The Duc de l'Omelette (Poe)

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The Duc de l'Omelette
Summary of the Short Story
Microsummary: A French nobleman died of disgust after being served an improperly prepared bird, only to find himself in a luxurious hell, where he challenged the Devil to a card game and won his freedom.

The Duc de l'Omelette, a young and wealthy nobleman, died suddenly after being served an improperly prepared ortolan, a small and delicate bird considered a delicacy.

Horreur!—chien! Baptiste!—l’oiseau! ah, bon Dieu! cet oiseau modeste que tu as deshabillé de ses plumes, et que tu as servi sans papier!

Three days after his death, the Duc found himself in the presence of the Devil, who demanded that he strip and prepare for eternal torment.

Duc de l'Omelette — narrator; French nobleman; prideful, resourceful, and cunning.
The Devil — Satanic Majesty; ruler of hell; cunning, powerful, and deceptive.

The Duc, however, refused to comply, insisting that he was too important and well-dressed to be subjected to such treatment. The Devil revealed that he had taken the Duc from his luxurious coffin and that his fine clothing was actually a simple shroud.

Who am I?—ah, true! I am Baal-Zebub, Prince of the Fly.

The Duc, realizing his situation, surveyed his surroundings and found himself in a magnificent room filled with beautiful statues, paintings, and other works of art. Despite the opulence, the Duc was filled with terror, as he could see a terrible fire burning outside the window and heard the haunting music that filled the room.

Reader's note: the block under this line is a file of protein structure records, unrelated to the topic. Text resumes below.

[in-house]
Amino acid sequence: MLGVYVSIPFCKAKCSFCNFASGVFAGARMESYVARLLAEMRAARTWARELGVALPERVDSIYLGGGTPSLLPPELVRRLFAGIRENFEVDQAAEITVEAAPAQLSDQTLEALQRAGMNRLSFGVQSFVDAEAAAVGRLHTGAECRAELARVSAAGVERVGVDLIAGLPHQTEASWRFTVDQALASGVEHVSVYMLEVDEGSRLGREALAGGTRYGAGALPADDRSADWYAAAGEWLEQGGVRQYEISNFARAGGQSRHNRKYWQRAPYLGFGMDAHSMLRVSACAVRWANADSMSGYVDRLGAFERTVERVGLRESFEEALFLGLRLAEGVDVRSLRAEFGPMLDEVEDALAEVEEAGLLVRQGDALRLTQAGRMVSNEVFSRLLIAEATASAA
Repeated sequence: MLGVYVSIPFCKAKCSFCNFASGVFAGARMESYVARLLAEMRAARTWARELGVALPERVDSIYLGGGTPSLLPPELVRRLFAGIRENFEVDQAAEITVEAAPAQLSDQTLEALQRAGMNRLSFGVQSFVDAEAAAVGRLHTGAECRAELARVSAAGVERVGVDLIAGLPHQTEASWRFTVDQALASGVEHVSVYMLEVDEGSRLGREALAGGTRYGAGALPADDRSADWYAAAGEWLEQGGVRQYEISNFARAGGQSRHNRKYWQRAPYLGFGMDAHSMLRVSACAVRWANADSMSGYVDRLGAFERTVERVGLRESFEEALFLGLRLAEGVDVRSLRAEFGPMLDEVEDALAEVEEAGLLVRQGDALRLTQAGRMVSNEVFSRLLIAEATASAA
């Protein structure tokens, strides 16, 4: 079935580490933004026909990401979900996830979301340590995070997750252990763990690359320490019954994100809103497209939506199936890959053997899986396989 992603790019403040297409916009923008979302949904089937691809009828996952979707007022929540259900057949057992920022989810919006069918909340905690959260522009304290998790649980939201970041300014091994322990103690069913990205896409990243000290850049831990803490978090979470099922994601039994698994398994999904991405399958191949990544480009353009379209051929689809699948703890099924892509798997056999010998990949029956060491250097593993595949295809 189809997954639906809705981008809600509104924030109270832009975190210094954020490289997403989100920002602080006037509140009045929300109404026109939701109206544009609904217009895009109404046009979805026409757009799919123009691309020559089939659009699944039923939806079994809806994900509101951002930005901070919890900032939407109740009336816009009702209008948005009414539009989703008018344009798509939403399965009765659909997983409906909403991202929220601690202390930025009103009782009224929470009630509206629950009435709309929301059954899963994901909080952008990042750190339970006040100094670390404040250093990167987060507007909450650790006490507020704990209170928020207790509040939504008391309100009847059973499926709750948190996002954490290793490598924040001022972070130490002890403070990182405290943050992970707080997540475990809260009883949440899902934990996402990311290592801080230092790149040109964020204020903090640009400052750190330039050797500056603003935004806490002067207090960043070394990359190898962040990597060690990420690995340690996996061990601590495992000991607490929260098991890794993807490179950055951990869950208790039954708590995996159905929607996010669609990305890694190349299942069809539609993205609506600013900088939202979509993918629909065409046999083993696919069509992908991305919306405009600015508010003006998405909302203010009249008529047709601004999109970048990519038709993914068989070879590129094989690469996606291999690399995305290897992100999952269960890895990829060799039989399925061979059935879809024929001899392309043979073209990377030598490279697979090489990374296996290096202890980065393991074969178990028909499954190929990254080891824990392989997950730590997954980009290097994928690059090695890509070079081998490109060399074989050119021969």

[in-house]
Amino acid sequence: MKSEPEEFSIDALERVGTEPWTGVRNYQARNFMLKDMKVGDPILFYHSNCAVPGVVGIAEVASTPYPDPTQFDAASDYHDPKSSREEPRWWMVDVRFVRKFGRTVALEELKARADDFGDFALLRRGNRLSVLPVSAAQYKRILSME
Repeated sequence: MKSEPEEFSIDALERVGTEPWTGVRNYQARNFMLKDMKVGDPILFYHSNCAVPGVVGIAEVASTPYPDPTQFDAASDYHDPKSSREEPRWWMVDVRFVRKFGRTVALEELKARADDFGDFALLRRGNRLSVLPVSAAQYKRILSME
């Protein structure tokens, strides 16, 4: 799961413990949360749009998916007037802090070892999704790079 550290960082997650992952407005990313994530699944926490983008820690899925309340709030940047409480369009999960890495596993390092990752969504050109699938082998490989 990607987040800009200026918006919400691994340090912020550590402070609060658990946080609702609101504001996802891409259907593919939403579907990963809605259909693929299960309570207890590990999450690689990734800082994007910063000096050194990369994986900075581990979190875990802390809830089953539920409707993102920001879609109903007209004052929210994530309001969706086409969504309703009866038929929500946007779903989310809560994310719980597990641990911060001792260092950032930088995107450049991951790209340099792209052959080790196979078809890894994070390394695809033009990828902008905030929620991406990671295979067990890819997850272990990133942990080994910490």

Determined to escape his fate, the Duc challenged the Devil to a duel, but the Devil did not know how to fence. Instead, they agreed to play a game of cards, with the Duc's soul at stake. The Duc, who was an experienced gambler and had some knowledge of the Devil's weaknesses, believed he had a chance to win.

Si je perds, je serai deux fois perdu—I shall be doubly damned—voila tout!

As they played, the Duc carefully counted the cards and managed to slip one into his hand. When the game was over, the Duc presented the winning card to the Devil, who was visibly disappointed. The Duc, having won his freedom, told the Devil that if he had not been the Duc de l'Omelette, he would not have minded being the Devil himself.